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Payment of Charitable Bequests from IRD Assets

Jason Meredith and Susann Montgomery-Clark

The desire to minimize taxes is a significant driver for many in estate planning. It is not the primary factor that motivates people to plan, but it is a driving force for certain planning techniques. As the estate tax exemption has increased, the tax-oriented aspects of estate planning have turned more and more to income tax issues.

The primary tax issue faced by most is income tax on certain tax-qualified retirement plans and other assets that carry ordinary income tax liability. The options for avoiding income tax on them are limited. In fact, using them for charitable bequests is really the only way to avoid tax on them entirely, and even that must be done carefully.


The term "qualified retirement plan" or "retirement account" generally means a plan qualified under Section 401 of the Internal Revenue Code. These include, but are not limited to, profit sharing plans, money sharing plans, thrift plans, 401(k) plans, employee stock ownership plans (ESOPs), simplified employee pension plans (SEPs), SIMPLE plans and other defined contribution plans, such as IRAs, Roth IRAs, and tax–sheltered annuities (TSA) . The term "Participant" means the employee who participates in a qualified plan, or the account owner in the case of an IRA or TSA.

Tax Issues Facing Retirement Accounts

Capital assets left by a decedent will be transferred to the recipients with a fair market value basis. The recipient will be deemed to have paid for the asset what it was worth at the date of death of the decedent. While this is referred to as a step up in basis, one can see that there could actually be a step down in basis. Generally, however, the result is an increase in the basis, which saves the recipient capital gains taxes if he or she sells the asset.

Unlike capital assets, inherited qualified retirement benefits carry with them potential income tax consequences to the recipient at the owner’s death. Qualified retirement benefits are considered to be “income with respect of a decedent” (IRD) property subject to income tax to the recipient. IRD is an income interest that a deceased person earned that he or she would have recognized the interest as income if he or she had lived long enough to receive it since the decedent did not live long enough to receive the income, it is taxed to the party who does receive it.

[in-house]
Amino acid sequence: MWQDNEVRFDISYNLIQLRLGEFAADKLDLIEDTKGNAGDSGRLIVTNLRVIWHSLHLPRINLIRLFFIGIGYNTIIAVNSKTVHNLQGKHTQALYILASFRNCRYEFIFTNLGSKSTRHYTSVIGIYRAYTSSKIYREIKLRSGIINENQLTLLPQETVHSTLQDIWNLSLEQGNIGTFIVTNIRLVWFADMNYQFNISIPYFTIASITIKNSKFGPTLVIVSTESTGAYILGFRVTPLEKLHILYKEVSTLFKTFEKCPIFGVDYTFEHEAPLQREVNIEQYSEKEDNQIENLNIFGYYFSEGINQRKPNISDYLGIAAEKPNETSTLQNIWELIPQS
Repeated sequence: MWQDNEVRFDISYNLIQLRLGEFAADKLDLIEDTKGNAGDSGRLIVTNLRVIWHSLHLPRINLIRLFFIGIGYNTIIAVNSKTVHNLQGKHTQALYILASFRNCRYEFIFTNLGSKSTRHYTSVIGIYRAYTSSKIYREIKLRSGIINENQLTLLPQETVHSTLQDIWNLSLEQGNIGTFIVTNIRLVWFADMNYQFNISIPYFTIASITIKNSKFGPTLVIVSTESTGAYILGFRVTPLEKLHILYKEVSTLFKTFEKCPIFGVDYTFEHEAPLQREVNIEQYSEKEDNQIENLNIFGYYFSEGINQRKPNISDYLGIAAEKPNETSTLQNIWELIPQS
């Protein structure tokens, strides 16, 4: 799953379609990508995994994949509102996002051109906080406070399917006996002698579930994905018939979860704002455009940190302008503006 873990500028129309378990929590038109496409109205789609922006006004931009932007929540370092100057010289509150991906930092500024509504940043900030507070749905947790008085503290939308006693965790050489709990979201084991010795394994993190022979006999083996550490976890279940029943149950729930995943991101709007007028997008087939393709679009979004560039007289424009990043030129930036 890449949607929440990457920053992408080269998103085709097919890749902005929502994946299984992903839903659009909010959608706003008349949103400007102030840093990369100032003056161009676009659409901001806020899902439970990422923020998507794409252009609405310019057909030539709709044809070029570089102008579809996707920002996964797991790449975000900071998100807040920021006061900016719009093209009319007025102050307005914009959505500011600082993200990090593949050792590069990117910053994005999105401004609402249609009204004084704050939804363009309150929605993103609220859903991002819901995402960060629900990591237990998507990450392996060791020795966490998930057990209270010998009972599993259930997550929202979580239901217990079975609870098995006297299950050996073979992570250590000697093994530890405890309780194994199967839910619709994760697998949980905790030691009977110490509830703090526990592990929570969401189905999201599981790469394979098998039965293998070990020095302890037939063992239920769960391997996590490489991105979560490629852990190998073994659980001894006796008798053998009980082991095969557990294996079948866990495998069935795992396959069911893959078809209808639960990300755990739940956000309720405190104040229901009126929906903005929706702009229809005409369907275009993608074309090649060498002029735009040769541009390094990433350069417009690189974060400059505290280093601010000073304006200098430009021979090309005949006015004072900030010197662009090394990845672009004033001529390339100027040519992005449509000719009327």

Using IRD for Charitable Bequests

A charity is a tax–exempt entity, so it will not pay tax on IRD that it receives by "bequest, devise, or inheritance."  So, just as a lifetime gift of a capital asset to charity produces a double tax benefit (i.e., avoidance of capital gains and an income tax deduction), so should a bequest of retirement plan benefits transferred directly to a charity. One should strive to leave the taxable assets (i.e., the IRD items) to the nontaxable beneficiaries (the charities), and the nontaxable assets (i.e., all capital and non-IRD assets) to the taxable beneficiaries (heirs).

It can be quite difficult to coordinate IRD assets with an entire estate plan by using a beneficiary designation. For example, how would a person give 10% of his or her total estate to charity with a beneficiary designation? If one had a $500,000 estate, then 10% equals an intended $50,000 gift to charity. If $250,000 of this estate was comprised of IRD assets, then only the $250,000 portion could be left by beneficiary designation. One option would be to draft a specific beneficiary designation and attach it to the beneficiary designation form with some kind of formula to direct a portion of the retirement account/s to charity that happens to equal 10% of the total estate. (20% of the $250,000 could be left by beneficiary designation to equal the intended $50,000 charitable gift) The hope, then, is that the retirement account administrator will accept the special designation submitted.

In estate planning in recent years, many attorneys began directing these IRD assets to the client’s estate (naming the estate the beneficiary) or to a revocable living trust (RLT) and then including language to designate the gift to charity in the client’s last will and testament (Will) or RLT. A problem arose, however, in the IRS interpretation of this method. The IRS takes the position that gifts to charity should come from trust principal at death, and not from income or from IRD assets.

A Safe Alternative

A cautious approach that is certain to work in the meantime is to determine what percentage of the IRD assets is equal to the value of the total charitable gift intended, and then making direct beneficiary designations to the charity or charities from the IRD accounts.

For example, a person with a $1 million estate, which includes $200,000 in an IRA, wants to leave 10% (or $100,000) of his or her estate to charity at death. Then he or she could designate the intended charity as a beneficiary of 50% of the IRA ($100,000). Then, the charity would receive the charitable gift of $100,000 directly from the IRA.

The downside of this option that it requires continued monitoring of asset values as a proportion of the overall estate. In our example, if the overall estate value remained the same but the IRA grew to be $300,000 of that $1 million estate, then the beneficiary designation would need to be revised to direct one-third of the account to charity (for a total of $100,000). However, every option has its benefits and drawbacks. Planners and their clients need to weigh the risks and determine which risk is more manageable or tolerable.